Got Wind?

By Jim on Monday, May 3, 2010

On the weekend the first round of the Harbour Race series was run in Sydney. It was a 15km course that had, as it’s major challenge, strong 20 – 25 knot winds. Most of the course was through a cross wind but the last bend saw paddlers heading directly into the wind. I was asked for some advice on how to get the best out of paddling in windy conditions…..

Into the wind
When paddling into a head wind many paddlers shorten the stroke at entry (the catch) far too much. This is critical as it is the most important area of the stroke that helps maintain boat speed. When you head into a head wind it is difficult to get effective boat run as the wind keeps stopping you. By maintaining a strong catch, a 'slightly' shorter stroke and with a clean exit, you will keep up boat speed. This is the most efficient way to paddle, as it will maintain that speed with the added bonus of preventing injury through poor stroke technique.

Maintain concentration and focus on the exact direction that the wind is coming from.  Pick a point towards your intended finish and work your way toward that point as near to direct as possible. 

The exception to this would be steering slightly, both left and right, to avoid crests of waves.  Banging over waves rather than steering over waves will make the boat thump violently and decrease boat speed.  Steering through channels or dips in the approaching swell reduces the thump and loss of speed.  The talent comes when you can get the best balance of paddling directly into the headwind and steering through the swell.

In this shot Will, if he had time to react, may be best to veer slightly to his left to avoid the peak of the swell directly in front of him.  This would only be a minor alteration but he would not crash over the peak and slow down. Again the choice to alter direction is a balancing act and the right choices will come with practice.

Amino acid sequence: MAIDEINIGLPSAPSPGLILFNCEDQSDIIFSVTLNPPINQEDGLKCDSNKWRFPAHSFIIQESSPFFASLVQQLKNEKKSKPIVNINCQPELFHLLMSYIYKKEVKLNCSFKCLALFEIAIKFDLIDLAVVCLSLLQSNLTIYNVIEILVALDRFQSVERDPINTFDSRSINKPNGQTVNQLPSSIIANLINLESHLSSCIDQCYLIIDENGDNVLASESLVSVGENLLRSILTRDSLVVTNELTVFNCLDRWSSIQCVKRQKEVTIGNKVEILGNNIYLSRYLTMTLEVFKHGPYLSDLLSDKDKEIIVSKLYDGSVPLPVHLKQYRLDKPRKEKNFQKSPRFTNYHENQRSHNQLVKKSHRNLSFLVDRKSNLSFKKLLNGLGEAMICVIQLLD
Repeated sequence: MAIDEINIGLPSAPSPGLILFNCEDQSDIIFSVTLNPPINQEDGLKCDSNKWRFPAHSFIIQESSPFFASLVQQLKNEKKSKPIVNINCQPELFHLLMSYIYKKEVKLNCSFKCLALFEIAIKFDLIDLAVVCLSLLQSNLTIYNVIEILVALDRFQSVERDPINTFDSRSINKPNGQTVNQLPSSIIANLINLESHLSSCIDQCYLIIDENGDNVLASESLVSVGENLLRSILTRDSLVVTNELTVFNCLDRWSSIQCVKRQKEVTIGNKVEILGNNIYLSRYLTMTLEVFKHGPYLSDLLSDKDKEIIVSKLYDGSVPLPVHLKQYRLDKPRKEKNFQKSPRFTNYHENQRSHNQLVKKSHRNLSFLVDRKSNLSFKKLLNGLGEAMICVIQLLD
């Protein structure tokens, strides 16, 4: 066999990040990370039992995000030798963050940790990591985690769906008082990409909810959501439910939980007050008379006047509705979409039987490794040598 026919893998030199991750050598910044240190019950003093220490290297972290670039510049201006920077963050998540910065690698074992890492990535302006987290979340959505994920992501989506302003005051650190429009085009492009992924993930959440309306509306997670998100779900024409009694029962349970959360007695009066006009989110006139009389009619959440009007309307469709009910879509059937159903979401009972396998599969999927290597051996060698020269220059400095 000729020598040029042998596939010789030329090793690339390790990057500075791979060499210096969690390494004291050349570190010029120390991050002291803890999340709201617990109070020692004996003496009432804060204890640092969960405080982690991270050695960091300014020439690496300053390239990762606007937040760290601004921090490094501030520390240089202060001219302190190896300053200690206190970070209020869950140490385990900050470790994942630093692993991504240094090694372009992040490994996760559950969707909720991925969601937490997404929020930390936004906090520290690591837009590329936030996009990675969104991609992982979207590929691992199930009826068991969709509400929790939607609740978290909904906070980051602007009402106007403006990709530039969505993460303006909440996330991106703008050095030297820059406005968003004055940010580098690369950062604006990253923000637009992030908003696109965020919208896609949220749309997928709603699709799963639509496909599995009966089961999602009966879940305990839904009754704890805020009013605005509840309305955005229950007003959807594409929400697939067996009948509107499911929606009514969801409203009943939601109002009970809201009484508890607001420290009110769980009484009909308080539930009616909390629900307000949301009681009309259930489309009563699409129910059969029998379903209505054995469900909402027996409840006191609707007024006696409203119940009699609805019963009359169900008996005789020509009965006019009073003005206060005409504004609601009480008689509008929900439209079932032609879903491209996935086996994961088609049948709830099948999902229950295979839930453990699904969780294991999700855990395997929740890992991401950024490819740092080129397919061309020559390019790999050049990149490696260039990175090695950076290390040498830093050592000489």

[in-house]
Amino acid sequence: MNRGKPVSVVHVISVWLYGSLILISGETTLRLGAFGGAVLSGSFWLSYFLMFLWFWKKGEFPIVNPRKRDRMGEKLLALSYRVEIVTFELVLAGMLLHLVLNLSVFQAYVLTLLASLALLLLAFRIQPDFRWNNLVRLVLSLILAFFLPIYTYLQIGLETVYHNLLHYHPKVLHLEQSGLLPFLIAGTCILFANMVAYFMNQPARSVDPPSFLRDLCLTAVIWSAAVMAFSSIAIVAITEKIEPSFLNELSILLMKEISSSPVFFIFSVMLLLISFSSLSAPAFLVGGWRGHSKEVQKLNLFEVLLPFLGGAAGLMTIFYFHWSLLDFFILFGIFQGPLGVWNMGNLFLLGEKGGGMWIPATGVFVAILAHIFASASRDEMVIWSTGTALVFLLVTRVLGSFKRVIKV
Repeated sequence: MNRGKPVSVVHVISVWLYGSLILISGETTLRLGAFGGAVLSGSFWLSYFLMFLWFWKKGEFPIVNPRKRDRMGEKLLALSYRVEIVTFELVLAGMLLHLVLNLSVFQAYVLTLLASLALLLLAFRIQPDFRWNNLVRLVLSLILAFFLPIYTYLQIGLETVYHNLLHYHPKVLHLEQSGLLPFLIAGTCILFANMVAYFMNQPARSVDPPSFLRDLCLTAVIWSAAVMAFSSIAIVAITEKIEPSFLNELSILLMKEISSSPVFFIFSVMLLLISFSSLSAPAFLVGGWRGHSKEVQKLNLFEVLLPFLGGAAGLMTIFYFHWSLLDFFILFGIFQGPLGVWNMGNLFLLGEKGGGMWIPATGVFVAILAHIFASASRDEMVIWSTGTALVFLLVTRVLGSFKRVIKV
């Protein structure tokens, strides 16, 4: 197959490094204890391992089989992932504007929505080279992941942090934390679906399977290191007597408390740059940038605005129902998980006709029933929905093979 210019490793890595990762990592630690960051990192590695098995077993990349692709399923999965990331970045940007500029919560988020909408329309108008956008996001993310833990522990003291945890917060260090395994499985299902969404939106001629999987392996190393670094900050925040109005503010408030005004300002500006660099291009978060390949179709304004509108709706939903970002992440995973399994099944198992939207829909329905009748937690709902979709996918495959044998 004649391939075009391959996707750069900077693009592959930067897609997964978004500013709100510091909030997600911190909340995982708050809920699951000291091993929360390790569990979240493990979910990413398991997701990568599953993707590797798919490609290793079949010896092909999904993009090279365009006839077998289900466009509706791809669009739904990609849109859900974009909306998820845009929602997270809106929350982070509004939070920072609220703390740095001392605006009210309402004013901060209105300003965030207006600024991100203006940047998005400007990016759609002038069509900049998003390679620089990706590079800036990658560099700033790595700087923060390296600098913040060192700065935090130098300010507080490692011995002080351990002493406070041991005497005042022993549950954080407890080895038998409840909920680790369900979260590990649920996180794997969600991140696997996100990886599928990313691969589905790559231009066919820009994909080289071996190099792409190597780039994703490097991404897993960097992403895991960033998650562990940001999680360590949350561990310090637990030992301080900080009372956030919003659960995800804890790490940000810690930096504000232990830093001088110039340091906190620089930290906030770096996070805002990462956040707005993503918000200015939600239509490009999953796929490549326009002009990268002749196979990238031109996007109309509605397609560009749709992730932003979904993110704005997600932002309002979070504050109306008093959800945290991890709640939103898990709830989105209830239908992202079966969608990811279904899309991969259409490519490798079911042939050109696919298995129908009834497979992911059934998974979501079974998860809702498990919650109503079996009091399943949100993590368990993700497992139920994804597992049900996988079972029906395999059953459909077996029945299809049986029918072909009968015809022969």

A side wind
With a side wind you should keep to the same principles. The major difference is where to position your boat in terms of the side wind.

We covered a little of this earlier in our blog ‘Picking the best lines’. Pick that end point, paddle left and right with any runners but aim for a distance point. If you don’t have a particular point to aim for you will end up paddling further by getting off course (read the last few paragraphs in Sheuy's last update in his 'dream' section). If you don't know where you are going, you will go nowhere. Keep firm on your pedals and steer a little out to sea with the wind then veer back into the side wind.

The temptation is to lean forward and crouch. That makes you feel stronger and you may feel faster. In reality you are just stopping your lungs from filling and contribute to technique floors. Keeping your head up and keeping a constant rhythm of breathing will keep a clear mind and maintain your technique.

A smart racer has a clear mind - this person will always do well.

Tail Winds
Whenever there are tail winds there are runners.  For more ideas on catching those runners you should watch Episode one from our Podcast on that topic. Again keep your feet hard on the pedals so that you can react to changes in those waves.  Steer and surf the waves rather than being pushed along.  Avoid nose - diving, as this will slow you down.  In smaller swells that are close together, look for valleys in front of you so that you can skip across to the next swell, trying to run as many together as possible.

These videos show some nice runners.  Watch them with the advice above in mind.  Rambo's one (the first one)  is sensational.

The Doctor 2010 from Ocean Sports Media on Vimeo.



A point on Safety.

Boats are being made lighter and lighter to provide a competitive advantage.  If you fall out in a strong wind it is possible for your boat to roll or blow away quicker than you can swim after it.  In windy conditions you should use a leg rope to attach yourself to the boat (provided you are not riding waves) You can also use a paddle leash.  The paddle leash will slow your boat and the paddle will act as a sea anchor, should the boat begin to blow away. 

Remember that this is a danger time for paddlers.  LIfe vests can help you float and leashes can keep you close to your boat but, if you are in the water and out of sight, you are still in trouble.   If the wind suddenly picks up and blows against the direction of home you should use the wind and go with it to the nearest safe spot.  It is not a bad idea to plan your paddle before you leave and make sure you are aware of exit points along your route.  

You can try waiting for a lull in the wind, then work hard until the next blow, rest then paddle again.  Work your way upwind using headlands, boats or even other paddlers to give you a break. 

For begginer paddlers the best way to stay safe in strong winds is not to enter the water in the first place.  Know your limits. You can always check conditions on sites such as Seabreeze before you head out.